Typical Time to Bird Site: 2-3 Hours
The nesting species at Huntington Reservoir include the common waders, waterfowl, hawks, owls, woodpeckers, and songbirds expected in northeast Indiana. Loons, grebes, cormorants, waterfowl, gulls, terns, eagles, and some shorebirds and passerines occur in migration. Waterfowl and gulls remain as long as open water is available.
Huntington Reservoir attracts the largest number of migrating Double-crested Cormorants of any spot in northeast Indiana. Look for them in dead trees at Kilsoquah Campground (and in the area just east of here) in April and again September through October.
Little Blue Heron – Markle Pond and South Wabash River loop
Black-crowned Night Heron – Markle pond
Eurasian Wigeon – Markle pond
Surf Scoter – Reservoir
Black Scoter – Reservoir
Oldsquaw – Reservoir
Lesser Black-backed Gull – beach at Little Turtle SRA
Black-legged Kittiwake – Kilsoquah Boat Launch
Bell’s Vireo – Trail to west of entrance road, Kilsoquah Campground
GENERAL SITE INFORMATION
U. S. Army Corps of Engineers
Managed by the Indiana Department of Natural Resources
Division of Reservoir Management
Huntington Reservoir Office: 260-468-2165
State Park admission fees are charged at Little Turtle SRA, and sometimes Kilsoquah Boat Launch and Campground, during the summer. As of 2007, the daily admission fee for Indiana residents is $4 per vehicle Monday through Thursday, $5 Friday through Sunday and holidays; for nonresidents $7. Annual State Park passes are available for $36 resident, $18 senior citizen, $40 nonresident.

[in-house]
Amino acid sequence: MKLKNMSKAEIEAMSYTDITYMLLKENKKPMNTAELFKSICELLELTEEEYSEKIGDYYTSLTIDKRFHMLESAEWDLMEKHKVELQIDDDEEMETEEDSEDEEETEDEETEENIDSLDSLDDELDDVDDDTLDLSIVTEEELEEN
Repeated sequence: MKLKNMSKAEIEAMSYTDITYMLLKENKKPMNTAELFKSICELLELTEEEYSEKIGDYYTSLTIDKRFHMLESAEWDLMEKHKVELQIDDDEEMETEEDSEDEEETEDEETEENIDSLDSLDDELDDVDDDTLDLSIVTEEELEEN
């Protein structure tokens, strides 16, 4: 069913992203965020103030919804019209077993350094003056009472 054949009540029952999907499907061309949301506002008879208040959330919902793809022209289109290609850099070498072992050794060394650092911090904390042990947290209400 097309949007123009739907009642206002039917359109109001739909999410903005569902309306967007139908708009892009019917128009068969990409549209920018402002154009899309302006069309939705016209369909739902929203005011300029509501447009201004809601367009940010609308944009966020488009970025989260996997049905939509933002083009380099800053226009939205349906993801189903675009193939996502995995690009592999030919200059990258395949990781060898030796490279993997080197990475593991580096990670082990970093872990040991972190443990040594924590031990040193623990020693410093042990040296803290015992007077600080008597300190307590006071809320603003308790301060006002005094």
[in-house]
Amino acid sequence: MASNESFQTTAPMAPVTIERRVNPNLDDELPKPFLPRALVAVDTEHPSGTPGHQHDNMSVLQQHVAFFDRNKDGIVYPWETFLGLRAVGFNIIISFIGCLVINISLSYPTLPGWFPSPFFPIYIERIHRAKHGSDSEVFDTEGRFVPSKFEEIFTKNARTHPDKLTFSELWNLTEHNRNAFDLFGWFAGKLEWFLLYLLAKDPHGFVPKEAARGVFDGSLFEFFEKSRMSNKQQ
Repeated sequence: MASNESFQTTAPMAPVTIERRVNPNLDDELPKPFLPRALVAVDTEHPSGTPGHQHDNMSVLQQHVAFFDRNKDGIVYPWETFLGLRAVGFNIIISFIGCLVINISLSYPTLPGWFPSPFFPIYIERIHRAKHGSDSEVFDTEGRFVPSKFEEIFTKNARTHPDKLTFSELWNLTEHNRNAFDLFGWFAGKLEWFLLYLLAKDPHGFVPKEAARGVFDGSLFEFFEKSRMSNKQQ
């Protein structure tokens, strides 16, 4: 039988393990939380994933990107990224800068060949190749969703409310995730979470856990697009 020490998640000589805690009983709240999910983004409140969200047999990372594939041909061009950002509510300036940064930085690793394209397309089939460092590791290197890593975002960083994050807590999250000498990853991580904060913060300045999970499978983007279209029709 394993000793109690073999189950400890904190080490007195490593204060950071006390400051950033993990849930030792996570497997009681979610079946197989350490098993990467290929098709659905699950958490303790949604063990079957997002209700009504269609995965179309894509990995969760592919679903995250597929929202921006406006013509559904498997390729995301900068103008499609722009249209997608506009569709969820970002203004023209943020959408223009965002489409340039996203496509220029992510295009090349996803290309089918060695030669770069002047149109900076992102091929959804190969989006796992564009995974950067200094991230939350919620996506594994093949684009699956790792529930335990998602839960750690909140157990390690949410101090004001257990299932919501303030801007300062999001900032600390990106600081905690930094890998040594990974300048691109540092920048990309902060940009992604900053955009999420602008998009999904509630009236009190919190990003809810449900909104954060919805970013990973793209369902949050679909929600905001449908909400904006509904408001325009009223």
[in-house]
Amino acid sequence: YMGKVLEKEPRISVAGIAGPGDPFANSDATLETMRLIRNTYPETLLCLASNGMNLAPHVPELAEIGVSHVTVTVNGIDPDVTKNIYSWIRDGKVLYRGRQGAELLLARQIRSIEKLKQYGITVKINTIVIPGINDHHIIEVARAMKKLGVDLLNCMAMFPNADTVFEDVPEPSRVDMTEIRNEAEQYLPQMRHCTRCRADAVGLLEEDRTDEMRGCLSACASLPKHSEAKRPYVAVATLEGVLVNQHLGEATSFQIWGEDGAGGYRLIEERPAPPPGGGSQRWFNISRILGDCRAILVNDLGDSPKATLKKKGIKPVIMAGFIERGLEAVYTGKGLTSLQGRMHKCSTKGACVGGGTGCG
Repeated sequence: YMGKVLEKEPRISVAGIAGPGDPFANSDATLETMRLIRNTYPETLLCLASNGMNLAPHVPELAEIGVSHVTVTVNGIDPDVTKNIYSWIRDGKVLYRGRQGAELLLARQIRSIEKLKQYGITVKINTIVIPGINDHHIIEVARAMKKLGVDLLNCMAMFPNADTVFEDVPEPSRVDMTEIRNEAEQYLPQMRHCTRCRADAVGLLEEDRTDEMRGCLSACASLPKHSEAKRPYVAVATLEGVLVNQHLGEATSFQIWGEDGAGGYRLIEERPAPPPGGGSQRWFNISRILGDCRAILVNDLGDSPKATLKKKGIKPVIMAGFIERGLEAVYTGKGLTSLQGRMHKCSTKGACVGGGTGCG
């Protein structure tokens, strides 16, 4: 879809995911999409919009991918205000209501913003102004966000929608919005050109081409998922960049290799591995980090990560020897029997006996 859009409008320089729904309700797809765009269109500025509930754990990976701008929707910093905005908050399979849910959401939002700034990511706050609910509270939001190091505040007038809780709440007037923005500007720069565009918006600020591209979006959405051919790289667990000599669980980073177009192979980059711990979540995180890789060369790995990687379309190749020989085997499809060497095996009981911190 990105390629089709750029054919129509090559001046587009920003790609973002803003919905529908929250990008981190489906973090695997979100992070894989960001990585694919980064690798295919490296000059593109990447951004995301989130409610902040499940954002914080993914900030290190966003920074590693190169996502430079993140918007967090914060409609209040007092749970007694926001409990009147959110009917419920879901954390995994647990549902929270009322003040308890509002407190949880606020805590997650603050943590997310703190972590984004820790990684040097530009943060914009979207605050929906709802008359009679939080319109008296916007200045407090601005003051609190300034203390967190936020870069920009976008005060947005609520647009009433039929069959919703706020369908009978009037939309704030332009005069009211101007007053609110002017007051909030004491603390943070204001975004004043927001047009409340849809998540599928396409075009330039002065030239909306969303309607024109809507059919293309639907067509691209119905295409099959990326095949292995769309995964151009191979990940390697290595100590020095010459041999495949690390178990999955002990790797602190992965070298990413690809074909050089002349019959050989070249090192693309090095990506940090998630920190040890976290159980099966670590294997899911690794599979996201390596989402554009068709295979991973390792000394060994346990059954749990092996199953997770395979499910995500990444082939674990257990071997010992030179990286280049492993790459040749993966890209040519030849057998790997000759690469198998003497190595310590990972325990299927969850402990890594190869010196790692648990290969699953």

Outhouses are available at Little Turtle SRA, Kilsoquah Boat Launch, and Kilsoquah Campground.
Over 125 class C campsites are available at Huntington Reservoir. Additional accomodations can be found in nearby Huntington, IN.
Hunting: Most of the area outside the SRA and campground is open to hunting; wear hunter orange if walking offroad during the hunting season.
Insects: Mosquitos can be a problem in the summer.
Terrain: High water and muddy roads may limit access in the spring, especially to the South Wabash River Loop.
Spring and fall migrations are the best times to find interesting birds at Huntington Reservoir. Late February through early April and October through November are the best months for loons, grebes, waterfowl, and gulls. Terns are most reliably found in May and then again August through September. Waders, including the notable herons, occur mostly April through May and August through September. Shorebirds are irregular in May and July through September.